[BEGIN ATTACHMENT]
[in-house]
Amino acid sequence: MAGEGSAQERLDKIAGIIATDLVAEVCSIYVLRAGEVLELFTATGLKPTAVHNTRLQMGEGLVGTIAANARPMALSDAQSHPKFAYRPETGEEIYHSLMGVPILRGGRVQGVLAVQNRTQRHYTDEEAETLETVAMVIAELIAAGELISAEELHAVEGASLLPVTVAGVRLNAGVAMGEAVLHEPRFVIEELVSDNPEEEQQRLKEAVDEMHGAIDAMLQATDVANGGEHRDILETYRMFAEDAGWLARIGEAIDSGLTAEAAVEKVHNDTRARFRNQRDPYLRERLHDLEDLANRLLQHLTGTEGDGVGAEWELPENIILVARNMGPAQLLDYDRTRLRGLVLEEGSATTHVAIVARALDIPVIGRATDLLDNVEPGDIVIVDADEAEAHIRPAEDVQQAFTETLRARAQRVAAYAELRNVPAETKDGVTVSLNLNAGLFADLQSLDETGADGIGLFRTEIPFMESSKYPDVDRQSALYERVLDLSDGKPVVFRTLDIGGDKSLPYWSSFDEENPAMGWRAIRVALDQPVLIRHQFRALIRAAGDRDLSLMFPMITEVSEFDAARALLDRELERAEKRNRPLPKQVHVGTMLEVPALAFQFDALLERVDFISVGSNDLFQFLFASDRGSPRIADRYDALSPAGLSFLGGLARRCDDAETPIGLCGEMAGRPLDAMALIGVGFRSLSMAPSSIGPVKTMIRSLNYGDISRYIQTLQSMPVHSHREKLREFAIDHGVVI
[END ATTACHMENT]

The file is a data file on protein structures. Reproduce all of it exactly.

[in-house]
Amino acid sequence: MAGEGSAQERLDKIAGIIATDLVAEVCSIYVLRAGEVLELFTATGLKPTAVHNTRLQMGEGLVGTIAANARPMALSDAQSHPKFAYRPETGEEIYHSLMGVPILRGGRVQGVLAVQNRTQRHYTDEEAETLETVAMVIAELIAAGELISAEELHAVEGASLLPVTVAGVRLNAGVAMGEAVLHEPRFVIEELVSDNPEEEQQRLKEAVDEMHGAIDAMLQATDVANGGEHRDILETYRMFAEDAGWLARIGEAIDSGLTAEAAVEKVHNDTRARFRNQRDPYLRERLHDLEDLANRLLQHLTGTEGDGVGAEWELPENIILVARNMGPAQLLDYDRTRLRGLVLEEGSATTHVAIVARALDIPVIGRATDLLDNVEPGDIVIVDADEAEAHIRPAEDVQQAFTETLRARAQRVAAYAELRNVPAETKDGVTVSLNLNAGLFADLQSLDETGADGIGLFRTEIPFMESSKYPDVDRQSALYERVLDLSDGKPVVFRTLDIGGDKSLPYWSSFDEENPAMGWRAIRVALDQPVLIRHQFRALIRAAGDRDLSLMFPMITEVSEFDAARALLDRELERAEKRNRPLPKQVHVGTMLEVPALAFQFDALLERVDFISVGSNDLFQFLFASDRGSPRIADRYDALSPAGLSFLGGLARRCDDAETPIGLCGEMAGRPLDAMALIGVGFRSLSMAPSSIGPVKTMIRSLNYGDISRYIQTLQSMPVHSHREKLREFAIDHGVVI